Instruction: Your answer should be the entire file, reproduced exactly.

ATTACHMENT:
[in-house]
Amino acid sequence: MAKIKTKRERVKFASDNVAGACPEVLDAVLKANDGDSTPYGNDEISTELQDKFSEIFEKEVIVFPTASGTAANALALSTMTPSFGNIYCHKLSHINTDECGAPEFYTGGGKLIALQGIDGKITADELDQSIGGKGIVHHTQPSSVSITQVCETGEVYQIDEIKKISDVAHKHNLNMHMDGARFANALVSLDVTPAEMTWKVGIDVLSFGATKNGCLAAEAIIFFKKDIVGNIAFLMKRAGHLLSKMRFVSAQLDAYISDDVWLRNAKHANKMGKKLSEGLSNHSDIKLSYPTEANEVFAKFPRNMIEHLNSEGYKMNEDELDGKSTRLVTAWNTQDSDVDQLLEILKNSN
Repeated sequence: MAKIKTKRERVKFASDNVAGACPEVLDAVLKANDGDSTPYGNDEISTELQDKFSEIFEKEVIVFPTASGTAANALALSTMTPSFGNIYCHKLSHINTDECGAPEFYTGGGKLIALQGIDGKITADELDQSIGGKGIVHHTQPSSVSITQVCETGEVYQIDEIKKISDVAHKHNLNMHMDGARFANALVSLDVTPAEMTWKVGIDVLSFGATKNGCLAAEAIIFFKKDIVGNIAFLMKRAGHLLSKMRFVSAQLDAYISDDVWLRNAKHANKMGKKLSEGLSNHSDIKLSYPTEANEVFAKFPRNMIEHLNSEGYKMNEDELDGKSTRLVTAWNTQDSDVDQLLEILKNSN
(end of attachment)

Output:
[in-house]
Amino acid sequence: MAKIKTKRERVKFASDNVAGACPEVLDAVLKANDGDSTPYGNDEISTELQDKFSEIFEKEVIVFPTASGTAANALALSTMTPSFGNIYCHKLSHINTDECGAPEFYTGGGKLIALQGIDGKITADELDQSIGGKGIVHHTQPSSVSITQVCETGEVYQIDEIKKISDVAHKHNLNMHMDGARFANALVSLDVTPAEMTWKVGIDVLSFGATKNGCLAAEAIIFFKKDIVGNIAFLMKRAGHLLSKMRFVSAQLDAYISDDVWLRNAKHANKMGKKLSEGLSNHSDIKLSYPTEANEVFAKFPRNMIEHLNSEGYKMNEDELDGKSTRLVTAWNTQDSDVDQLLEILKNSN
Repeated sequence: MAKIKTKRERVKFASDNVAGACPEVLDAVLKANDGDSTPYGNDEISTELQDKFSEIFEKEVIVFPTASGTAANALALSTMTPSFGNIYCHKLSHINTDECGAPEFYTGGGKLIALQGIDGKITADELDQSIGGKGIVHHTQPSSVSITQVCETGEVYQIDEIKKISDVAHKHNLNMHMDGARFANALVSLDVTPAEMTWKVGIDVLSFGATKNGCLAAEAIIFFKKDIVGNIAFLMKRAGHLLSKMRFVSAQLDAYISDDVWLRNAKHANKMGKKLSEGLSNHSDIKLSYPTEANEVFAKFPRNMIEHLNSEGYKMNEDELDGKSTRLVTAWNTQDSDVDQLLEILKNSN